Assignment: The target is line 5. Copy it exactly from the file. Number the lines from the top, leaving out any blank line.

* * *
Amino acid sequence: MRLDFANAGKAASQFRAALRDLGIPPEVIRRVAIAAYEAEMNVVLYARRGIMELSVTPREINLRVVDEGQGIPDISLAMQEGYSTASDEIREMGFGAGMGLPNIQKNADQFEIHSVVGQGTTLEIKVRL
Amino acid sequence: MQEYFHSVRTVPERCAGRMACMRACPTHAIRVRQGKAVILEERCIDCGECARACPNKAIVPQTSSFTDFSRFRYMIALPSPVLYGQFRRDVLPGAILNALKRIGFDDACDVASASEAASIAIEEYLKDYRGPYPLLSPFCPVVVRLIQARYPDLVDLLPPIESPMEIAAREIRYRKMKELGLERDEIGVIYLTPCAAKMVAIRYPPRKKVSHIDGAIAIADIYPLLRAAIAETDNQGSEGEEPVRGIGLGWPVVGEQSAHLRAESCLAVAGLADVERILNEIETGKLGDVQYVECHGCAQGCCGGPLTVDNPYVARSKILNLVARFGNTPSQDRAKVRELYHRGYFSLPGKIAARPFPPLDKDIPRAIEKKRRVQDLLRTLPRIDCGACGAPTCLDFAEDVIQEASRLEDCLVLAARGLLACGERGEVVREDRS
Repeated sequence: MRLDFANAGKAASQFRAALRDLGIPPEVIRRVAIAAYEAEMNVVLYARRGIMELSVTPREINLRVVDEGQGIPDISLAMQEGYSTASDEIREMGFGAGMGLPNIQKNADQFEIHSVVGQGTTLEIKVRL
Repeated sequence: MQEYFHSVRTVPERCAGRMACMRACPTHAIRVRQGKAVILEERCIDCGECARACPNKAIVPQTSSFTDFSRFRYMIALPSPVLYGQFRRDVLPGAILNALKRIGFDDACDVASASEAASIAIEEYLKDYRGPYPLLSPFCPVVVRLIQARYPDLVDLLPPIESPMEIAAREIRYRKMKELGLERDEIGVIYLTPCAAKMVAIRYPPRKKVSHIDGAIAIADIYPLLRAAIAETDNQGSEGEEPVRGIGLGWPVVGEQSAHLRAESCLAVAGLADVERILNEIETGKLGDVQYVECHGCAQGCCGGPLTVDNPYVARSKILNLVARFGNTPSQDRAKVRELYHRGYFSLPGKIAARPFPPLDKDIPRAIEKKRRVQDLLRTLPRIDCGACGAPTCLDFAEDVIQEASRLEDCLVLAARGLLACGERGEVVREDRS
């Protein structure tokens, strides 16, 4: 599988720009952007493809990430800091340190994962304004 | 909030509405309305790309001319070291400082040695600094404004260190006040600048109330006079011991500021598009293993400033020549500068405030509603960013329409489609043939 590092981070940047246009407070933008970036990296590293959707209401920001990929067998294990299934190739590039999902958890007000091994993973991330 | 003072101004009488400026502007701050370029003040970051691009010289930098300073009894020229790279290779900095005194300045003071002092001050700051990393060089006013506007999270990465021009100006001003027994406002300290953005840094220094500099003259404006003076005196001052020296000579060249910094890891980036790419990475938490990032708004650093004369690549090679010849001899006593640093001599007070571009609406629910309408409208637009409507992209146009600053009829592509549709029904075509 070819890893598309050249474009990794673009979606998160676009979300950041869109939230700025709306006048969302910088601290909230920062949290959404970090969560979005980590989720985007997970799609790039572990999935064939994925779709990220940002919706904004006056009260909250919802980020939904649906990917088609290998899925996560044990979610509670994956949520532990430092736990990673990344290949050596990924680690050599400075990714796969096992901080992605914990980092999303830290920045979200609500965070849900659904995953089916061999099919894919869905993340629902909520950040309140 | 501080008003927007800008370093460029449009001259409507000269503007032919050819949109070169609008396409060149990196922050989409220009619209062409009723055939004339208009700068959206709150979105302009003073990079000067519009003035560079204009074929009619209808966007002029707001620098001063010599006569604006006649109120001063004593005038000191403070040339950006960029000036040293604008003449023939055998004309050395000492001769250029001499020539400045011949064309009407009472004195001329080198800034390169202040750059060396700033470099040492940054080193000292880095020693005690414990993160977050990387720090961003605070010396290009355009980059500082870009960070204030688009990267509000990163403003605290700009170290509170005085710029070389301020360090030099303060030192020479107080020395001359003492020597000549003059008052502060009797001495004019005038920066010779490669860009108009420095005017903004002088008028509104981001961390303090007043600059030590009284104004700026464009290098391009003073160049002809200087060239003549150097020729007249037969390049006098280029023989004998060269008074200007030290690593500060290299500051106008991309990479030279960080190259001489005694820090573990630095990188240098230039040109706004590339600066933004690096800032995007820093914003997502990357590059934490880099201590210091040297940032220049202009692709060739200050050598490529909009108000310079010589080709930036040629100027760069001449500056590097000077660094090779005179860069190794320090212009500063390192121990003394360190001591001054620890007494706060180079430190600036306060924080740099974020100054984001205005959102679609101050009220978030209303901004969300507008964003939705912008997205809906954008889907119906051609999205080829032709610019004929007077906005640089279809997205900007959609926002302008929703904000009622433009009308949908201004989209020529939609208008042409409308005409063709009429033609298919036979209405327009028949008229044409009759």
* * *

């Protein structure tokens, strides 16, 4: 599988720009952007493809990430800091340190994962304004 | 909030509405309305790309001319070291400082040695600094404004260190006040600048109330006079011991500021598009293993400033020549500068405030509603960013329409489609043939 590092981070940047246009407070933008970036990296590293959707209401920001990929067998294990299934190739590039999902958890007000091994993973991330 | 003072101004009488400026502007701050370029003040970051691009010289930098300073009894020229790279290779900095005194300045003071002092001050700051990393060089006013506007999270990465021009100006001003027994406002300290953005840094220094500099003259404006003076005196001052020296000579060249910094890891980036790419990475938490990032708004650093004369690549090679010849001899006593640093001599007070571009609406629910309408409208637009409507992209146009600053009829592509549709029904075509 070819890893598309050249474009990794673009979606998160676009979300950041869109939230700025709306006048969302910088601290909230920062949290959404970090969560979005980590989720985007997970799609790039572990999935064939994925779709990220940002919706904004006056009260909250919802980020939904649906990917088609290998899925996560044990979610509670994956949520532990430092736990990673990344290949050596990924680690050599400075990714796969096992901080992605914990980092999303830290920045979200609500965070849900659904995953089916061999099919894919869905993340629902909520950040309140 | 501080008003927007800008370093460029449009001259409507000269503007032919050819949109070169609008396409060149990196922050989409220009619209062409009723055939004339208009700068959206709150979105302009003073990079000067519009003035560079204009074929009619209808966007002029707001620098001063010599006569604006006649109120001063004593005038000191403070040339950006960029000036040293604008003449023939055998004309050395000492001769250029001499020539400045011949064309009407009472004195001329080198800034390169202040750059060396700033470099040492940054080193000292880095020693005690414990993160977050990387720090961003605070010396290009355009980059500082870009960070204030688009990267509000990163403003605290700009170290509170005085710029070389301020360090030099303060030192020479107080020395001359003492020597000549003059008052502060009797001495004019005038920066010779490669860009108009420095005017903004002088008028509104981001961390303090007043600059030590009284104004700026464009290098391009003073160049002809200087060239003549150097020729007249037969390049006098280029023989004998060269008074200007030290690593500060290299500051106008991309990479030279960080190259001489005694820090573990630095990188240098230039040109706004590339600066933004690096800032995007820093914003997502990357590059934490880099201590210091040297940032220049202009692709060739200050050598490529909009108000310079010589080709930036040629100027760069001449500056590097000077660094090779005179860069190794320090212009500063390192121990003394360190001591001054620890007494706060180079430190600036306060924080740099974020100054984001205005959102679609101050009220978030209303901004969300507008964003939705912008997205809906954008889907119906051609999205080829032709610019004929007077906005640089279809997205900007959609926002302008929703904000009622433009009308949908201004989209020529939609208008042409409308005409063709009429033609298919036979209405327009028949008229044409009759």